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Home routers vulnerable due major OpenSSL bug

Posted 09 April 2014 14:01 CET by Jan Willem Aldershoff

Not only servers but also home routers are vulnerable due to the Heartbleed bug in encryption software OpenSSL. Unfortunately consumers are often unable to test whether they are vulnerable or not, according to security experts.

myce-opensll-heartbleed

The Heartbleed bug is a serious vulnerability in the popular OpenSSL cryptographic software library. This weakness allows stealing the information protected, under normal conditions, by encryption used to secure the Internet. OpenSSL provides communication security and privacy over the Internet for applications such as online banking, credit-card payments, instant messaging  and more.

On affected systems anyone connected can read the memory of the systems running the vulnerable versions of the OpenSSL software. This way they are able to compromise encryption keys, usernames and password and everything else stored in memory.  Attackers can also eavesdrop on communication, steal data and impersonate services and users.

Servers owners are advised to update the affected OpenSSL software but consumers have to depend on security patches released by router manufacturers.  Although servers are more attractive to hackers, malware developers might also be interested in attacking home routers. 

Most consumers will be unable to check whether their router uses the vulnerable OpenSSL version. It’s up to the manufacturer of the router to make an update available. Fortunately home routers are less easy to reveal sensitive data as they contain less memory. Nevertheless, security experts recommend consumers to disable the remote management feature of their router. 

roadworker
MyCE Resident
Posted on: 09 Apr 14 12:18
Remote management disabled,no SIDD broadcasting,no wireless connections allowed from unapproved mac adresses en I change my router settings only via LAN......not much more else I can do as home user....
0 Agree

Wombler
Administrator & Reviewer
Posted on: 09 Apr 14 12:29
Quote:
Originally Posted by roadworker
Remote management disabled,no SIDD broadcasting,no wireless connections allowed from unapproved mac adresses en I change my router settings only via LAN......not much more else I can do as home user....
That's pretty much all you can do and enable the strongest encryption your router supports as well as strong passkey.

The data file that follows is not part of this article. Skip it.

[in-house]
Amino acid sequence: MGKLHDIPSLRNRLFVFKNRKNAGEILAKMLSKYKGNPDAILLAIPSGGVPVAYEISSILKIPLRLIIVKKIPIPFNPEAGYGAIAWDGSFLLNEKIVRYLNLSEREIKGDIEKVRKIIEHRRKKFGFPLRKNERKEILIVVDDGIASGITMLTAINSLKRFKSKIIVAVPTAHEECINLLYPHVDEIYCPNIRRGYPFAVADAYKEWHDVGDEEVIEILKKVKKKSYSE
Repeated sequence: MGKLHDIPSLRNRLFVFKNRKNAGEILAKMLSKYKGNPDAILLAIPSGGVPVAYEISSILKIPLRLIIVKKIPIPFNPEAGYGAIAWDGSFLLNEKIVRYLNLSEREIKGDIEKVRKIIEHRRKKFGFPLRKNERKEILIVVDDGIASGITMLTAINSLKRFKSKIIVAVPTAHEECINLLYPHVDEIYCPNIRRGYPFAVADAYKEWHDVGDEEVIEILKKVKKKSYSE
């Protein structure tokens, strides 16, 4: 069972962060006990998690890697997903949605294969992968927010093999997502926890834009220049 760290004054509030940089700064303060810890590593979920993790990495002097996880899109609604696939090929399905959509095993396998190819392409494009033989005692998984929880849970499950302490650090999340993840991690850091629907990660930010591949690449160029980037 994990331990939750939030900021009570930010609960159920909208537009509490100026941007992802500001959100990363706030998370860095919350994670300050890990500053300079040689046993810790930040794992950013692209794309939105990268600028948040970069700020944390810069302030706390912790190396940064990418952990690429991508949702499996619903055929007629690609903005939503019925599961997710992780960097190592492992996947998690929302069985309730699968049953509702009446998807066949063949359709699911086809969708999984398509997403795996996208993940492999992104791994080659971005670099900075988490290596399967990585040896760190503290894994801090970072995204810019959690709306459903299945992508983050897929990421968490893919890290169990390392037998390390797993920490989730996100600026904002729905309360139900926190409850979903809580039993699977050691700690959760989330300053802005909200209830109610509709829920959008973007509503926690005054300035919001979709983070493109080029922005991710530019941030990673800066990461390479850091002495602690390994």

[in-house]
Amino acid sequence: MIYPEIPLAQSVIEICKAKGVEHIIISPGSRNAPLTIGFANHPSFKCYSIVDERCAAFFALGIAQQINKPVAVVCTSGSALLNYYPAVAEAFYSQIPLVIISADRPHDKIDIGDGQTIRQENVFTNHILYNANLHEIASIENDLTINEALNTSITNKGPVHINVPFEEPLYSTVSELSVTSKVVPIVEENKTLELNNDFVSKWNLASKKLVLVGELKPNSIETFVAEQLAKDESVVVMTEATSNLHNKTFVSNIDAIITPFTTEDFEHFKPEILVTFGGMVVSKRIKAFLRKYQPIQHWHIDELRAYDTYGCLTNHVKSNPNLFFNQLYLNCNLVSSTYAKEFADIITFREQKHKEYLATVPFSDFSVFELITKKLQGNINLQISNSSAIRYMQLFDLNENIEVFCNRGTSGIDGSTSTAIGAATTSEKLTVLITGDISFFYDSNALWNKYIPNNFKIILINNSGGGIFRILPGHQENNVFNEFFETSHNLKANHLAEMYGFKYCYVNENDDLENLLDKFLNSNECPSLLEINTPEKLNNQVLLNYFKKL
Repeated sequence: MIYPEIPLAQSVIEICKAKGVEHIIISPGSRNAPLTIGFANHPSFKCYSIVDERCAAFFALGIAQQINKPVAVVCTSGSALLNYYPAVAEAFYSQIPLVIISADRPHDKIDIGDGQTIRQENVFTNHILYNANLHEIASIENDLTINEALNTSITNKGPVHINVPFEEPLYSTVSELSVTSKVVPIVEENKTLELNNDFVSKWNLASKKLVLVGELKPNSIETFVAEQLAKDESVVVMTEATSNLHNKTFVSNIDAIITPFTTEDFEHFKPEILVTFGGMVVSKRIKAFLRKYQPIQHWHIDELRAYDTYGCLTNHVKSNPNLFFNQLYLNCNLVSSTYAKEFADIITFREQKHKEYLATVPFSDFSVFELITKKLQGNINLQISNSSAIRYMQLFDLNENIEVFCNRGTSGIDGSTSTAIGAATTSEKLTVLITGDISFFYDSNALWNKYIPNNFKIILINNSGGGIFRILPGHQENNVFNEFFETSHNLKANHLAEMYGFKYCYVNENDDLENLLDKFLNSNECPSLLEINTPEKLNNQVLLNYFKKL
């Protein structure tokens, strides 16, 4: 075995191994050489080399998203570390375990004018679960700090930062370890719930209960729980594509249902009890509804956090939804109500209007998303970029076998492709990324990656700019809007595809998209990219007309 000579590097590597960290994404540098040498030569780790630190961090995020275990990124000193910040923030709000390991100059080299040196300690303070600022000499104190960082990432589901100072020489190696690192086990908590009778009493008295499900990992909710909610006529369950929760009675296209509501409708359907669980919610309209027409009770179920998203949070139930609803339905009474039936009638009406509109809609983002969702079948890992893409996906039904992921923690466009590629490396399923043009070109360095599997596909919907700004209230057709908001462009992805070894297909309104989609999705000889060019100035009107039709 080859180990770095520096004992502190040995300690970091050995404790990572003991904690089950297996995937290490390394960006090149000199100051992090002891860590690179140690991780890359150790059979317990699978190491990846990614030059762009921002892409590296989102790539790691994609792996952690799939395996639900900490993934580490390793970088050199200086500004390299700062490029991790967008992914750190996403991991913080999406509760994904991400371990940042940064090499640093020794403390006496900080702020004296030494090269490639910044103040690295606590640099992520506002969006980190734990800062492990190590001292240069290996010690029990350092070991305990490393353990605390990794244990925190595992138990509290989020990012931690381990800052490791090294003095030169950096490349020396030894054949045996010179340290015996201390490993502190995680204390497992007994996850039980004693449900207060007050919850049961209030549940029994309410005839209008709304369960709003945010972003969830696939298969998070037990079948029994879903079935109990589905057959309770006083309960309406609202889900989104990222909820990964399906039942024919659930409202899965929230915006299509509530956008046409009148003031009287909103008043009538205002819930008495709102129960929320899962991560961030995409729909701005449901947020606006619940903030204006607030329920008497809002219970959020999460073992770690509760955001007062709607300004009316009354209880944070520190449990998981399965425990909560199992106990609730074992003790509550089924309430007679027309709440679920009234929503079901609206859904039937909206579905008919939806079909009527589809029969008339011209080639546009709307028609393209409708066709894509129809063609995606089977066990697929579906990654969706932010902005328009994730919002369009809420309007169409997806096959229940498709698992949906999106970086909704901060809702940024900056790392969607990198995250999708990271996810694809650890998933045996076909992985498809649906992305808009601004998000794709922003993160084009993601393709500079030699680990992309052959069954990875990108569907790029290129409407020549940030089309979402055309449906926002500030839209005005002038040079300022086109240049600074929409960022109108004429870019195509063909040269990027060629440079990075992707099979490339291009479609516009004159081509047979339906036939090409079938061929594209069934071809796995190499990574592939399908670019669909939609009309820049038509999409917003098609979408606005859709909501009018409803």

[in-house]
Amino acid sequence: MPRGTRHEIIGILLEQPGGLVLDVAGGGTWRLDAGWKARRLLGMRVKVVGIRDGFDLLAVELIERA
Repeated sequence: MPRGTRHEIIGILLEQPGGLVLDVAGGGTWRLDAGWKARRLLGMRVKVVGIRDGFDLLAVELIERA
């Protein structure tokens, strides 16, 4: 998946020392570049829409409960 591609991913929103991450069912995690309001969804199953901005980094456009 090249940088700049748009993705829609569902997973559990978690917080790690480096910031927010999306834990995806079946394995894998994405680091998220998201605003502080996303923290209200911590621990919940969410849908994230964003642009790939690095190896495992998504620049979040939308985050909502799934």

Nothing's immune though as non-broadcasted SSIDs can be discovered with the right software and MAC addresses can be spoofed.


Wombler
0 Agree

DrageMester
Retired Moderator
Posted on: 09 Apr 14 17:03
Quote:
Originally Posted by Wombler
Nothing's immune though as non-broadcasted SSIDs can be discovered with the right software and MAC addresses can be spoofed.
Yes, these two settings won't keep hackers out but they can be a p.i.t.a. for legitimate use, so it's a bit like scratching your things so that thieves don't want to steal them - you're mostly punishing yourself.
0 Agree

Matth
MyCE Resident
Posted on: 09 Apr 14 23:12
With decent (WPA2) security the old myth security measures are pointless, and without it, they are of dubious effectiveness.

If your router SSID is unbroadcast, clients have to "connect even when not broadcast" which makes it easier to hijack a client as the SSID they are looking for is easily detected. I'd also much rather the router "marks my channel" as I try to avoid clashing and hope other intelligent users would do likewise.

Mac filtering is also possible to evade by spoofing.

At best, those measures may deter a casual prober or a guest who has been given the key but who you no longer wish to have access
0 Agree

Seán
Senior Administrator & Reviewer
Posted on: 09 Apr 14 23:43
Quote:
Originally Posted by Wombler
MAC addresses can be spoofed.
I remember hearing about hackers doing this to hijack paid Wi-Fi acess over unencrypted Wi-Fi. Basically, the way most paid Wi-Fi networks work (e.g. at airports, hotels, etc.) is that when someone buys an hour of access or logs in with a prepaid voucher/account, the Wi-Fi provider recognises the paying user by its MAC address. Once the user is logged in, a hacker just needs to sniff the network for Internet traffic (e.g. browsing Google, Facebook, etc.) and check the MAC addresses used for that data, then spoof the MAC address on their laptop to get Internet access.
0 Agree

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